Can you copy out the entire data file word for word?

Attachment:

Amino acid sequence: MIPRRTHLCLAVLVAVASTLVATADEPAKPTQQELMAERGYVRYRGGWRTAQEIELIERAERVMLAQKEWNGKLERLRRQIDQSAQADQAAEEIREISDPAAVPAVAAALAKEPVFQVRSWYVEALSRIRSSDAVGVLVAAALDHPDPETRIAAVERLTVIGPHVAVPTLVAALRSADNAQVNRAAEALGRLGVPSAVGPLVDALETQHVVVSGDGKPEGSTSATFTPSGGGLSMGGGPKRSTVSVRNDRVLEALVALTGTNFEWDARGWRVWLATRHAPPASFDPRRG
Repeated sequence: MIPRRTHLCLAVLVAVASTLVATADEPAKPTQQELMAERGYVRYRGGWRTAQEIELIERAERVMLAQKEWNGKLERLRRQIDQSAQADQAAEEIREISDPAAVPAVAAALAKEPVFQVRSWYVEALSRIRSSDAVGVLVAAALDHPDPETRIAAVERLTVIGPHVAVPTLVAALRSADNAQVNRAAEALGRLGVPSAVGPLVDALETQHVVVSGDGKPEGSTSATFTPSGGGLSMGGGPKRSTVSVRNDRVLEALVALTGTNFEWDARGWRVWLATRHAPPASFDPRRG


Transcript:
Amino acid sequence: MIPRRTHLCLAVLVAVASTLVATADEPAKPTQQELMAERGYVRYRGGWRTAQEIELIERAERVMLAQKEWNGKLERLRRQIDQSAQADQAAEEIREISDPAAVPAVAAALAKEPVFQVRSWYVEALSRIRSSDAVGVLVAAALDHPDPETRIAAVERLTVIGPHVAVPTLVAALRSADNAQVNRAAEALGRLGVPSAVGPLVDALETQHVVVSGDGKPEGSTSATFTPSGGGLSMGGGPKRSTVSVRNDRVLEALVALTGTNFEWDARGWRVWLATRHAPPASFDPRRG
Repeated sequence: MIPRRTHLCLAVLVAVASTLVATADEPAKPTQQELMAERGYVRYRGGWRTAQEIELIERAERVMLAQKEWNGKLERLRRQIDQSAQADQAAEEIREISDPAAVPAVAAALAKEPVFQVRSWYVEALSRIRSSDAVGVLVAAALDHPDPETRIAAVERLTVIGPHVAVPTLVAALRSADNAQVNRAAEALGRLGVPSAVGPLVDALETQHVVVSGDGKPEGSTSATFTPSGGGLSMGGGPKRSTVSVRNDRVLEALVALTGTNFEWDARGWRVWLATRHAPPASFDPRRG